Harvard welcomed Warren as the new Leo Gottlieb Professor of Law in 1995, an endowed professorship established by a donation. She remained in that position full-time until her election as Massachusetts senator in 2011, earning $430,000 in the last two years of her time at Harvard, according to Senate disclosures. Warren's spouse, Prof. Bruce H. Mann, continues to occupy an endowed seat in Harvard Law School.
The salaries of endowed professors are paid in part by investing donor dollars in the university's $38 billion endowment. Investment gains fund one-third of the university's operational revenue. Private equity played a significant role in securing returns for Harvard's endowment and paying the salary of Warren and her colleagues. It is the third-largest asset class in the university's portfolio and represents about 17 percent of all money invested, according to the endowment's latest disclosure.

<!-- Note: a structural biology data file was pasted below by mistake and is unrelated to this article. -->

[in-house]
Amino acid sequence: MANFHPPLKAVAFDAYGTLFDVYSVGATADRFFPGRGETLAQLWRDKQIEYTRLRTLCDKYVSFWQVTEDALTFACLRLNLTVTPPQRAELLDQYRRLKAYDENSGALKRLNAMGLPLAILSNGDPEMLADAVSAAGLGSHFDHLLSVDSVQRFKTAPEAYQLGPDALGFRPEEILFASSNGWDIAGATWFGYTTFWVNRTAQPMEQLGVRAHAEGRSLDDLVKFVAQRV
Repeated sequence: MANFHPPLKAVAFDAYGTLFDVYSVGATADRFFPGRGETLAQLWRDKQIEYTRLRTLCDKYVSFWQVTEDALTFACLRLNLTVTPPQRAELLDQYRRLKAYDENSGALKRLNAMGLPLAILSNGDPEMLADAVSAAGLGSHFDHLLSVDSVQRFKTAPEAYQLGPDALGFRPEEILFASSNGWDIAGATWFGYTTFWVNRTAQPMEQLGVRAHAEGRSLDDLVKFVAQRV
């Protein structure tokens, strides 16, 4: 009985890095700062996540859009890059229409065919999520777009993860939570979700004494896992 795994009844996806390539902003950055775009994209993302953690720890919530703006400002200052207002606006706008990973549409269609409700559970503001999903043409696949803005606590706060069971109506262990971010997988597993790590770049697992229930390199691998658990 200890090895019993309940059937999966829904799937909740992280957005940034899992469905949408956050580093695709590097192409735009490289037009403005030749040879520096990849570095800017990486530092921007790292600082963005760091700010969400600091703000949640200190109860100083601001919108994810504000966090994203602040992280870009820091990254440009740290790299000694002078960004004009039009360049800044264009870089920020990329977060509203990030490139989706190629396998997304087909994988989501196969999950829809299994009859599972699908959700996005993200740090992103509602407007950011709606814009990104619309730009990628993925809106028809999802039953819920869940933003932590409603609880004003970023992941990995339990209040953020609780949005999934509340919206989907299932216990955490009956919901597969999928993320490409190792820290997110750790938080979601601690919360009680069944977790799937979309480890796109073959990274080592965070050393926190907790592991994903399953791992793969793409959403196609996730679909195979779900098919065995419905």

The Harvard endowment's private equity holdings have provided critical buoyancy to the struggling fund, which placed second-to-last in return rate compared to other Ivy League institutions. Private equity raked in the highest return rate of all asset classes, 21 percent, while shares in publicly traded companies placed at a distant second place at 14 percent.
"The [endowment's] gain was primarily driven by private equity and public equity exposures," the endowment's 2018 report read.
Some of those gains have returned to Warren since she launched her political career. Harvard employees are the third largest donors to the senator's political efforts, collectively donating $70,000 since 2015 according to the Center for Responsive Politics. The endowment fund did not return a request for comment.
Private equity has provided financial benefits to Warren's constitutents beyond Cambridge. The Massachusetts public pension system earns a disproportionately large part of its return from such investments, which comprises about 10 percent of the fund's portfolio.